A moderately strong tea of blackberry-root. Make it palatable with sugar and cream, and let the child use it as ordinary drink. Or, let the child eat all pure loaf sugar as it will.
Source: The Kansas Home Cook-BookFiled under Remedy | Tags: blackberry, blackberry root, child, children, cream, diarrhea, diarrhoea, kansas, sugar, tea | Comment (0)
To keep the hands from perspiring, make a lotion consisting of a quarter of an ounce of powdered alum and one teaspoonful of spirits of ammonia in a pint of boiling water. When cool, bottle it, and use on the hands freely.
Source: Audel’s Household Helps, Hints and ReceiptsFiled under Remedy | Tags: alum, ammonia, audel, hand, hands, lotion, perspiration, skin, spirits of ammonia, sweat | Comment (0)
Dissolve a small lump of white sugar in a table-spoonful of rosewater, (common water will do, but is not as good.) Mix it with a couple of large spoonsful of sweet oil, a piece of spermaceti, of the size of half a butternut. Simmer the whole well together eight or ten minutes, then turn it into a small box.
Source: The American HousewifeFiled under Remedy | Tags: housewife, lip, lips, mouth, rosewater, salve, skin, spermaceti, sugar, sweet oil | Comment (0)
Take pulverized chalk, and twice as much charcoal; make very fine, and add castile soap suds and spirits of camphor to make a thick paste. Apply with the finger and brush.
Source: The Kansas Home Cook-BookFiled under Remedy | Tags: camphor, chalk, charcoal, gums, kansas, mouth, powder, soap, teeth, tooth | Comment (0)
For a cold on the chest there is no better specific for most persons than well boiled or roasted onions. They may not agree with every one, but to persons with good digestion they will not only be
found to be a most excellent remedy for a cough, and the clogging of the bronchial tubes which is usually the cause of the cough, but if eaten freely at the outset of a cold, they will break up what promised, from the severity of the attack, to have been a serious one.
Source: Audel’s Household Helps, Hints and ReceiptsFiled under Remedy | Tags: audel, bronchitis, chest, cold, cough, lungs, onion, onions | Comment (0)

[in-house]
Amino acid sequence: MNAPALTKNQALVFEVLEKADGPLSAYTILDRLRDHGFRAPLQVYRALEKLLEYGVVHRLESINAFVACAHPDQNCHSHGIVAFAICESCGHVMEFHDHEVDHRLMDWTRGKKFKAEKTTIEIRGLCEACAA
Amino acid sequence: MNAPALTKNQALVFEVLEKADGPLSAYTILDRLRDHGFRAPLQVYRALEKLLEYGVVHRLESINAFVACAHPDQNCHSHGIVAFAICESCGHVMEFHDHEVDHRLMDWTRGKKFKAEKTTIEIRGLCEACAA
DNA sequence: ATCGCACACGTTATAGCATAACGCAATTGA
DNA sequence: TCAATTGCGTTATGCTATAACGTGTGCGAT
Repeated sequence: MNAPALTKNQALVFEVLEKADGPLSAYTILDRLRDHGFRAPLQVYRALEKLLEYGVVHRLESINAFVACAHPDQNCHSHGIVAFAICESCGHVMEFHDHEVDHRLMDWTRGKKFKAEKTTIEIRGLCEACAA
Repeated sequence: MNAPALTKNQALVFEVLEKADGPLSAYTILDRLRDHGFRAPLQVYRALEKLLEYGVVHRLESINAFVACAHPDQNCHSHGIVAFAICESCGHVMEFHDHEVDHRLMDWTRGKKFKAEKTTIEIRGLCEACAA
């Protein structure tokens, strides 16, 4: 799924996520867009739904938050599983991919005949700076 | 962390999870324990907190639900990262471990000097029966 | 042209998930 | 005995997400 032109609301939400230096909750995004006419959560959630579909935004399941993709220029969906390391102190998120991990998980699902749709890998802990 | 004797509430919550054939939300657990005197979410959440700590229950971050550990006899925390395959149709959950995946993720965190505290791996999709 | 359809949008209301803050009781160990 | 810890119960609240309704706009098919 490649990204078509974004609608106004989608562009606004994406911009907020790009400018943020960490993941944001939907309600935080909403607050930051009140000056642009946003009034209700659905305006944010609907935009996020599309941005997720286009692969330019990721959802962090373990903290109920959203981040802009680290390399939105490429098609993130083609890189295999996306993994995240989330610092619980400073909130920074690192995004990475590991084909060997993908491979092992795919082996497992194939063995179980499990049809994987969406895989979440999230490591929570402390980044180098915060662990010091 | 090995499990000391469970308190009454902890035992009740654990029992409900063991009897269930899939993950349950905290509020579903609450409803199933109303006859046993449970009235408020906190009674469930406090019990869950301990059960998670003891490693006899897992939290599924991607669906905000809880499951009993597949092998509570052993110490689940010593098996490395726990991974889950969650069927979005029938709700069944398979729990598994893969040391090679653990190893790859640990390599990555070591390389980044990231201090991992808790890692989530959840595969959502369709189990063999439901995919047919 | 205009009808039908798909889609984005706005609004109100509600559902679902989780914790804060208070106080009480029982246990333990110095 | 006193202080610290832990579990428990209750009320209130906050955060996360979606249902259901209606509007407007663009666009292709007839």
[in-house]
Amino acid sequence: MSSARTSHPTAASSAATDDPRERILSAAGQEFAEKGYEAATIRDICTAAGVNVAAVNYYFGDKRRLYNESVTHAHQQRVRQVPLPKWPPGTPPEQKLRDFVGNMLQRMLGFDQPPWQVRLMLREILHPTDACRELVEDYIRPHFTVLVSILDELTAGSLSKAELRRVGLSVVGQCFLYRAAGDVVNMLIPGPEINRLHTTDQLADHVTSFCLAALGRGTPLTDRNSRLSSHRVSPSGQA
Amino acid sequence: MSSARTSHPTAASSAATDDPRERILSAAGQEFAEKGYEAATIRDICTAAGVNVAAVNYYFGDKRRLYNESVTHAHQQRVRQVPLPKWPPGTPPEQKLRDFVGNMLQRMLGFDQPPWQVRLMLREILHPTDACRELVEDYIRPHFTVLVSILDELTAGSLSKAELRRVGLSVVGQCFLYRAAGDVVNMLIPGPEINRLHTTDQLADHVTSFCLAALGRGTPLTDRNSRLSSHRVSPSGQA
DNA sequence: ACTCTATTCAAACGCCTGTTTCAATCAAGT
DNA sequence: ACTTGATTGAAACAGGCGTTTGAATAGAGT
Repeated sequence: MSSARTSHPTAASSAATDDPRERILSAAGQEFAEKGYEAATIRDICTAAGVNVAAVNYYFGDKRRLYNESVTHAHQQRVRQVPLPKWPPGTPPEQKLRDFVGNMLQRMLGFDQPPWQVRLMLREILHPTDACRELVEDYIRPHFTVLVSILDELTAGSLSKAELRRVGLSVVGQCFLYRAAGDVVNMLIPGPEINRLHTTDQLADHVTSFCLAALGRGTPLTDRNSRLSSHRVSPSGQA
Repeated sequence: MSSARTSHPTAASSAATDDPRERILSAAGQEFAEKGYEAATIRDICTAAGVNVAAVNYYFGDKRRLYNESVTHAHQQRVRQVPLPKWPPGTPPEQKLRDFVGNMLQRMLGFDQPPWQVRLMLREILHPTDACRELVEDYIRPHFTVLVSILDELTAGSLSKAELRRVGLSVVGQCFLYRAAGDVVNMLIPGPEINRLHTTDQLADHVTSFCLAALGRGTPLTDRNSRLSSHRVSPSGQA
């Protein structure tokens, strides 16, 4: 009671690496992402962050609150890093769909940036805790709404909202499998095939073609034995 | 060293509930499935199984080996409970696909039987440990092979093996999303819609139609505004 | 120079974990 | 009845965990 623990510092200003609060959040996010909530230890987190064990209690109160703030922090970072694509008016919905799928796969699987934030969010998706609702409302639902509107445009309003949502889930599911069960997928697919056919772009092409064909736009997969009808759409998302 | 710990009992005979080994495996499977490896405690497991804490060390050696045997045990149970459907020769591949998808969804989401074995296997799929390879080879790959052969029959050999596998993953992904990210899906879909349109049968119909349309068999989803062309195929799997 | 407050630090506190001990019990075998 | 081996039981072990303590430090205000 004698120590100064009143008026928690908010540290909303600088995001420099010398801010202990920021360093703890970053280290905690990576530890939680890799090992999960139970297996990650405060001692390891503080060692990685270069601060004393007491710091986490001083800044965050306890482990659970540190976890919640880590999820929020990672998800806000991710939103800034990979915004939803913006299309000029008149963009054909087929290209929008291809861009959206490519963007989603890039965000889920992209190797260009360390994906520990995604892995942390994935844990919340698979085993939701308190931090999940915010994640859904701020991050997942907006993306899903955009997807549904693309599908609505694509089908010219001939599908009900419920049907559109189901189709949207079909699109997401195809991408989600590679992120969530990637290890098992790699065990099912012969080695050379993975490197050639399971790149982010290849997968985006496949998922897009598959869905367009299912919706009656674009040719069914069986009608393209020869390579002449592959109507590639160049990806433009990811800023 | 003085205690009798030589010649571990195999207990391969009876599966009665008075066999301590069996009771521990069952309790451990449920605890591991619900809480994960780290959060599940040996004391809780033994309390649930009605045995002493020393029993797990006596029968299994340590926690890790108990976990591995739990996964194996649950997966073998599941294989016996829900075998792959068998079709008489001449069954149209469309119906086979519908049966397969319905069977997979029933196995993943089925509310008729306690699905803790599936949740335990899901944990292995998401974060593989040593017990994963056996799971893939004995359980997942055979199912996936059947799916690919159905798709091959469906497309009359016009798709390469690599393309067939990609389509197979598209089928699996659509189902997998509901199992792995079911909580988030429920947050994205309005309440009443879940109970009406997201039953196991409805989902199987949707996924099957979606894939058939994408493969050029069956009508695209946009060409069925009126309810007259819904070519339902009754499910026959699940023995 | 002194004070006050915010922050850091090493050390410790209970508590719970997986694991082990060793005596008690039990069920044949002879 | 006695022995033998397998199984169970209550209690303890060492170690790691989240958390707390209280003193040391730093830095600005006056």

Apply a suppository of linen dipt in Aqua Vitae.
Or, drink cold water, as largely as possible, taking nothing else till the flux stops.
Or, take a large apple, and at the top pick out all the core, and fill up the place with a piece of honey comb; (the honey being strained out,) roast the apple in embers, and eat it, and this will stop the flux immediately.
Or grated rhubarb, as much as lies on a shilling, with half as much of grated nutmeg, in a glass of white wine, at lying down, every other night. Tried.
Or take four drops of Laudanum, and apply to the belly a poultice of wormwood and red roses boiled in milk.
In a Dysentery, the worst of all fluxes, feed on rice, saloup, sago, and sometimes beef-tea; but no flesh.
To stop it, take a spoonful of suet melted over a slow fire. Do not let blood.
A person was cured in one day, by feeding on rice milk, and sitting a quarter of an hour in a shallow tub, having in it warm water three inches deep.
Source: Primitive Physic: or an easy and natural method of curing most diseases, John Wesley.Filed under Remedy | Tags: apple, aqua vitae, beef tea, blood, cold water, diarrhea, diarrhoea, dysentery, flux, honey, honey comb, laudanum, linen, nutmeg, poultice, red roses, rhubarb, rice, rice milk, sago, saloup, suet, suppository, wesley, white wine, wormwood | Comment (0)
Break the bark into bits, pour boiling water over it, cover and let it infuse until cold. Sweeten, ice, and take for summer disorders, or add lemon juice and drink for a bad cold.
Source: The White House Cookbook, F.L. GilletteFiled under Remedy | Tags: bark, bowels, diarrhoea, dysentery, lemon, lemon juice, slippery elm, summer disorders, whitehouse | Comment (0)
Moths are very apt to eat woollen and fur garments early in the summer. To keep them from the garments, take them late in the spring, when not worn, and put them in a chest, with considerable camphor gum. Cedar chips, or tobacco leaves, are also good for this purpose. When moths get into garments, the best thing to destroy them is to hang the garments in a closet, and make a strong smoke of tobacco leaves under them. In order to do it, have a pan of live coals in the closet, and sprinkle on the tobacco leaves.
Source: The American HousewifeFiled under Remedy | Tags: camphor, cedar, clothes, fur, gum, housewife, moths, smoke, tobacco, wool | Comment (0)
Mix with a table-spoonful of vinegar enough powdered chalk to destroy the acidity. Let it settle–then turn off the vinegar from the chalk carefully, and dry it perfectly. Whenever you wish to purify an infected room, put in a few drops of sulphuric acid–the fumes arising from it will purify a room where there has been any infectious disorder. Care is necessary in using it, not to inhale the fumes, or to get any of the acid on your garments, as it will corrode whatever it touches.
Source: The American HousewifeFiled under Remedy | Tags: acid, aromatic, chalk, housewife, infection, infectious, purification, purify, sulphuric acid, vinegar | Comment (0)